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The last platformer I took to seriously was the Rayman Origin. Gravity Rush seems to be on identical path. It has that rare characteristic to bind you with an interesting development of visual characters with some very inspiring game mechanics. I would go as far to say that it is a novel exploration as far as a handheld game is concerned.
The central character is a heroine forced into saving the universe of the brink of disaster. The portrayal of the heroine is of a forgetful, angry teenager with superhero powers. She has as her constant companion a catlike surreptitious figure who seeks to invoke the divine in helping the heroine Kat to unlock the ability to control gravity. Consequently, Kat acquires gravity defying combat and navigational powers. Kat is a very enjoyable character that you would take a liking to after being with it for a few levels.
I must admit that it is rather weak in this department. The plot is very sketchy and difficult to understand. There are many open ended questions that are unrequited. However, the comical and measured nature of the story is redeeming.
Gameplay Mechanics and Level Design
Despite the comical elements, the gameplay itself is not an outright thoughtless adventure. It has intriguing emotions within it to be explored but it deeply respects the casual gamer in that it allows you to explore them if you want. There is considerable innovation in the gameplay mechanics with its subtle controls. It is the controls that provide the superhero feel to Kat. When you tap the right trigger, Kat free floats and defies the gravity. A second tap however allows Kat to redirect gravity and explore building faces floating freely in the air. The controls are so simple and uncomplicated to give unmatched fluidity to Kat's mechanics. It is mainly due to the extreme precision of PS Vita's on-board motion sensor that works flawlessly with Kat's ability to redirect gravity.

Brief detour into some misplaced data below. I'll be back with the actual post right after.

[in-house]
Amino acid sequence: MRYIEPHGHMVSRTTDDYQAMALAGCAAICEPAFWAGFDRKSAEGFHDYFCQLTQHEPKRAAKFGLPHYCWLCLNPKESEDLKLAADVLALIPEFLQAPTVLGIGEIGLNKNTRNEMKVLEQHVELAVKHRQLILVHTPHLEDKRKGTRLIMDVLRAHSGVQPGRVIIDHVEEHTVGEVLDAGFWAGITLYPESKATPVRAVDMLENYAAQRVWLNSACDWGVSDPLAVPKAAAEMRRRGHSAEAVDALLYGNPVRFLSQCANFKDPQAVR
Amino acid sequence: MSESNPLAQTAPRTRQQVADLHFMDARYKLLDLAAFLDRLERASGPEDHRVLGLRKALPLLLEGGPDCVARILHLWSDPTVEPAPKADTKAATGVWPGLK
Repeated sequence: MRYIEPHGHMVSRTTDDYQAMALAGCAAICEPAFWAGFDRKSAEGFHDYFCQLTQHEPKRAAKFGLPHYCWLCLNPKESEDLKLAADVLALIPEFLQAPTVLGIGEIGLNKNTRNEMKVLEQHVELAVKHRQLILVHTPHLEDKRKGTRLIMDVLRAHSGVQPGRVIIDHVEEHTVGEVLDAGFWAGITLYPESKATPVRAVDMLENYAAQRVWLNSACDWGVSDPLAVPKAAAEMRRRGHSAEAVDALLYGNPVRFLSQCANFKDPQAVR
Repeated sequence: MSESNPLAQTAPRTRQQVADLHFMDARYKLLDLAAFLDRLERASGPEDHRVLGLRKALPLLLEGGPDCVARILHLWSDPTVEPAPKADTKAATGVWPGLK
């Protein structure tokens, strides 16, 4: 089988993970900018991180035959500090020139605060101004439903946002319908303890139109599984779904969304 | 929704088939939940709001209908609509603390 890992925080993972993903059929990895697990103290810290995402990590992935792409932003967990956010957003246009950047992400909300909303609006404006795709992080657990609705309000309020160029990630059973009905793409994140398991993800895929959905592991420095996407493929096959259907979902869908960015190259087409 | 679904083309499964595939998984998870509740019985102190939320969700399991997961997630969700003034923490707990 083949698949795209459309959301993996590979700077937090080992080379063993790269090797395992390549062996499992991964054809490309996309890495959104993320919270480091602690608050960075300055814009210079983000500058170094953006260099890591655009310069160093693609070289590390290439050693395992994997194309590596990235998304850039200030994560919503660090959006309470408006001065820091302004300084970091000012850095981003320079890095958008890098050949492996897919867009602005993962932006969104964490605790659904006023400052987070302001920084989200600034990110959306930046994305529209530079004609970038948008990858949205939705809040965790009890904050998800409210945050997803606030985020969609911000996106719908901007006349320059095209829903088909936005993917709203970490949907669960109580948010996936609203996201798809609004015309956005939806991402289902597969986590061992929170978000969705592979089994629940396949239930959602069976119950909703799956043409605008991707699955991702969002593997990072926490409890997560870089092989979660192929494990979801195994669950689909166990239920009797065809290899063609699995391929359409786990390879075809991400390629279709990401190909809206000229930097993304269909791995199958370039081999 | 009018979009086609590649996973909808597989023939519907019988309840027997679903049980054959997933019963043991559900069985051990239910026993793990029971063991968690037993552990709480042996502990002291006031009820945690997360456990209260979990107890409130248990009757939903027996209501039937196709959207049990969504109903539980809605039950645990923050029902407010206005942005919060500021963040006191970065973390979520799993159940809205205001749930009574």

It has got very good level design. Though essentially an open universe, the levels are well balanced so that you shall not get bogged down. There is ample scope to develop your ability. As an example, there are accurate waypoints to ensure that you do not get lost in the multiple districts or for that matter, while upside down Kat's hair follows the real word rules of gravity and not as in the game.
However on the downside, there are not many things to do. The challenges are very basic during the non-story. Collectibles are aplenty but it limits you to explore the architecture. Collectibles help upgrade Kat's ability to influence gravity or enhance its combats strengths.
In addition to airborne attacks, Kat also possesses some other combat modes. On ground she can use button combinations to fight and improvise special combat depending on the upgrades.
Most of the combats are very clean and precise except for one bit of flaw in its mechanics. The gyro control for slide moves on the ground is highly unstable and defeats many a challenge rounds for garnering collectibles. Also the gyro instability is accentuated by the expectations of finishing the challenge within impossible time allowance. This is highly frustrating since it prevents you from trying out the challenge rounds and earn additional collectibles.
Excellent is all one can say about the visuals. They are stunning. The art design deserves appreciation and special kudos. The colour contrasts are fabulous. Overall, it adds to the mood of the game make it truly breath-taking despite running at sub-optimal resolution on the Vita's OLED screen.
The aural experience is enthralling. Moving sublimely between orchestral themes and electronic sounds it helps create the perfect mood for different game situations. The diversity in musical motifs provides the player with profound experience.
It's original. It's unique. The game creates unexpected moods helped by its path breaking gameplay mechanics. It has its flaws but it goes unnoticed as the overall experience is great.
Appears in Ciao Uk under same name